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SAN Casters up? Yep. Know of two of them.

Both Lost everything, causing a total system rebuild. We consultants call that: "Profitable."

Both were customer's fault really. One had server and SAN plugged into a UPS that after about 5 days had a fight with the server and SAN. Server and SAN would see voltage go down, so they raise current. (Ohm's law, not Ohm's suggestion!) UPS would see current go up and push a little harder, raising voltage. Server and SAN react accordingly. Eventually this went from 'up a little' 'down a little' to swinging more and more and eventually the UPS simply shut down hard. Customer then chose to leave the entire setup powered off for a week. This let the cache batteries in the SAN go flat and therefore all data on all volumes was lost.

UPS was huge and easily able to handle the load, even with the server and SAN it was under 20% load. Turns out the IBM approved solution was to plug in two 1,500 watt heaters to the UPS and turn them on max. Pure resistance loads bringing the load up to a point where the voltage didn't fluctuate.

Not particularly efficient of course but it worked. (and no, no longer in play!)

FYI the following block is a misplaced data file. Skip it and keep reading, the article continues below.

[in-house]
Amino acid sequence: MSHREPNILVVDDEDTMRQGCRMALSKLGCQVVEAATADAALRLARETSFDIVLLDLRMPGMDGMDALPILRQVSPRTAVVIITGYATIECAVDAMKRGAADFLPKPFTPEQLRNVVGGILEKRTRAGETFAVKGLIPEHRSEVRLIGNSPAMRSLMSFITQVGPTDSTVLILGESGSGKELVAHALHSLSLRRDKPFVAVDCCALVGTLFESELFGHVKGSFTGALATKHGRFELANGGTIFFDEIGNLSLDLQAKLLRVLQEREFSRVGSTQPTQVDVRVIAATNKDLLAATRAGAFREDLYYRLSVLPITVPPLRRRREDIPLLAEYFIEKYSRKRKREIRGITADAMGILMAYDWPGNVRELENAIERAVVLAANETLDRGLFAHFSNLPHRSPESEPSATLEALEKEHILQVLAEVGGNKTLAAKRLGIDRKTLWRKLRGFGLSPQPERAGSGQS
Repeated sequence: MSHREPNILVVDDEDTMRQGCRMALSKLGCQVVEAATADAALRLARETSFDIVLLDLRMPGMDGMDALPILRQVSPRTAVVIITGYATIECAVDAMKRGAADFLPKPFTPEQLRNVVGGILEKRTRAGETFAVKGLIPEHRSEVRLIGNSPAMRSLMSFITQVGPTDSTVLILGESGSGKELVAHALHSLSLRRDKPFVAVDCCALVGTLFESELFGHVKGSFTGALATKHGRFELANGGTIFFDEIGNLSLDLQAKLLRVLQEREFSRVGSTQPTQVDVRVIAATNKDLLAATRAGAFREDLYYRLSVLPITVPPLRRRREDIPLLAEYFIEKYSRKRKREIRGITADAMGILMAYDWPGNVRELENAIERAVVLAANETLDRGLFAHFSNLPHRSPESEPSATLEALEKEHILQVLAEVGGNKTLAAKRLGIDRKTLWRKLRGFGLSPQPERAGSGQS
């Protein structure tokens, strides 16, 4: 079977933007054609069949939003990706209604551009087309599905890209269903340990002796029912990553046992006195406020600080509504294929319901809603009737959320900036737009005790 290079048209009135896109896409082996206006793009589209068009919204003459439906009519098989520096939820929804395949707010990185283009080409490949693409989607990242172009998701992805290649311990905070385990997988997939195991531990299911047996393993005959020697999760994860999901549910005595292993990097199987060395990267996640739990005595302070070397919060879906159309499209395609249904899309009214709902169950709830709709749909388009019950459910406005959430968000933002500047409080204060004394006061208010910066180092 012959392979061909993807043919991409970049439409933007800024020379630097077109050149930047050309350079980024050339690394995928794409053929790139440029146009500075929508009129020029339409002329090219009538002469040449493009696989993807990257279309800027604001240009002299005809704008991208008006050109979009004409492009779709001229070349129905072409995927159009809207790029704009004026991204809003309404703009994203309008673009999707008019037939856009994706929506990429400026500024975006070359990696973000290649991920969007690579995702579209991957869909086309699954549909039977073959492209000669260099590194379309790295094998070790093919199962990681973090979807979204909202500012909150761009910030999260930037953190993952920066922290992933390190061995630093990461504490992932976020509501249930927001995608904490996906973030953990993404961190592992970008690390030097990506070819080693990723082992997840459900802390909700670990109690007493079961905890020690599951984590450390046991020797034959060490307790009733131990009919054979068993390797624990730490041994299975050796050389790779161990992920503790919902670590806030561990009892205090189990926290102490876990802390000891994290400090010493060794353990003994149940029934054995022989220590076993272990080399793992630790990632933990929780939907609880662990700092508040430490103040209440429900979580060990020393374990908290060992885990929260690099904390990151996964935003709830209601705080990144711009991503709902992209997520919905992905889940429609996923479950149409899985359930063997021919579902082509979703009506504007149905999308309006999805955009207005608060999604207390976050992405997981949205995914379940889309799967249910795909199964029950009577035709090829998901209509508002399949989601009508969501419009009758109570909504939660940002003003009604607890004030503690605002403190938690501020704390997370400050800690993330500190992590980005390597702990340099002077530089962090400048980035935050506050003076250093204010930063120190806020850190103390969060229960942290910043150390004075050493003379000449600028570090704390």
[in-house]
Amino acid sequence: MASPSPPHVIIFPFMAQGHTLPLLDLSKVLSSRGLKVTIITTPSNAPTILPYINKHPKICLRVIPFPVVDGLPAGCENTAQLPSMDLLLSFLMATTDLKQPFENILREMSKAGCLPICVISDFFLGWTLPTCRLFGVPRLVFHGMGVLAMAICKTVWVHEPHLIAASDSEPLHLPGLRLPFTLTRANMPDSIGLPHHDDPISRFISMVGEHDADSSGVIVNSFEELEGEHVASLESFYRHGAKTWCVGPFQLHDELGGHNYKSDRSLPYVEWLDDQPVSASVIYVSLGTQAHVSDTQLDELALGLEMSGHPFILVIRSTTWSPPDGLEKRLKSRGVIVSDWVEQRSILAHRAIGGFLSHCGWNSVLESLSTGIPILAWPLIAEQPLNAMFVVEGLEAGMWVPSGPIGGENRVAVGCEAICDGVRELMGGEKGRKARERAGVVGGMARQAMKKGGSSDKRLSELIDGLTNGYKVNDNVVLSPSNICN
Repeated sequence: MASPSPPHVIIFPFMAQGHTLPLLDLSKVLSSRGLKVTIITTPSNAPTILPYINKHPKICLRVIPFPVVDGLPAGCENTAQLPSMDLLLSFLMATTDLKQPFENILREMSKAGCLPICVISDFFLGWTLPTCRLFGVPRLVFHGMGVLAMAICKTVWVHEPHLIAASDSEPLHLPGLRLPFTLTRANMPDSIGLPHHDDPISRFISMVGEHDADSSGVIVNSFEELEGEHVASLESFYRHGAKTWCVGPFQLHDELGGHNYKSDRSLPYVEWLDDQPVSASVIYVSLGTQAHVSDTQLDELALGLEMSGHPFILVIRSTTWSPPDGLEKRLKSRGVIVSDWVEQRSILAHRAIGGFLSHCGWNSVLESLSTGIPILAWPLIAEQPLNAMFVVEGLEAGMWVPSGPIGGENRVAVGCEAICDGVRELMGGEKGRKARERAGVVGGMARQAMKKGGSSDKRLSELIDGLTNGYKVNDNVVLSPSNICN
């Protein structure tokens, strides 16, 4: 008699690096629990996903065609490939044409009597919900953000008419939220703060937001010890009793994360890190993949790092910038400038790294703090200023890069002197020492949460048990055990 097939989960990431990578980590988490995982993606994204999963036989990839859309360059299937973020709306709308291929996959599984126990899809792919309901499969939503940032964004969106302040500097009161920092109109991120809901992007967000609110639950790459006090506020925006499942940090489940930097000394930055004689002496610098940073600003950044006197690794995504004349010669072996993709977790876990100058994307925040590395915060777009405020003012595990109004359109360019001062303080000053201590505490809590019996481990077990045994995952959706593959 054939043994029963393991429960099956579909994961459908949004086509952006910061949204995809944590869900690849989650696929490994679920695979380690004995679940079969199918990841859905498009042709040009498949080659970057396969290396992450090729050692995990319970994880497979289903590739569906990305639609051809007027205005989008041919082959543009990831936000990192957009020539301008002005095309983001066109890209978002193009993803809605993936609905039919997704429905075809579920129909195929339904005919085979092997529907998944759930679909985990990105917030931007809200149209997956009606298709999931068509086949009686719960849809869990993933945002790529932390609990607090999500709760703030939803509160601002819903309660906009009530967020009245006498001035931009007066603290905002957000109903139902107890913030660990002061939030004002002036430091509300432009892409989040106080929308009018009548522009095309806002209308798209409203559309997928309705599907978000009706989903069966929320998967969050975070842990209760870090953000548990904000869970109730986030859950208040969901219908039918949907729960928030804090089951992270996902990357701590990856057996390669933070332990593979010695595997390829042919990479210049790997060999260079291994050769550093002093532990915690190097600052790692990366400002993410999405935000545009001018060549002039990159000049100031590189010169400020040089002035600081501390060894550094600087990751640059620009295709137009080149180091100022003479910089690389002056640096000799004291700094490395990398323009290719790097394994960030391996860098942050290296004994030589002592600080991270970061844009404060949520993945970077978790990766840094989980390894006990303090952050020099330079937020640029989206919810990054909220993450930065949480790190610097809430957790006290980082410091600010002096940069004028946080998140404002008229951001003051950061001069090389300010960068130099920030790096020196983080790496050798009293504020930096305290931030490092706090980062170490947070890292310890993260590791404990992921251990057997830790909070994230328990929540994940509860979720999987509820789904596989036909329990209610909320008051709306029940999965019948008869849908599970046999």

Second customer had misunderstood power cables from Blade Center and didn't have them split correctly between A and B power. When one side was taken down for maintenance so did entire blade center. Somehow that smoked the SAN as well. Complete rebuild again.

- DrF

On 8/22/2022 9:27 AM, Rob Berendt wrote:
Of course with two VIOS lpars (for redundancy) and each running mirrored drives you end up with 4 NVMe drives. Just to run VIOS.

How much time does it save you to be able to get VIOS running while you are waiting on SAN? At best it probably keeps you from breathing down the storage guy's neck while you are waiting.

Has anyone on this list actually been in this situation where the SAN went casters up?

I suppose having some device which could 'ping' FC might tell you that it's the switch vs the SAN.

Rob Berendt

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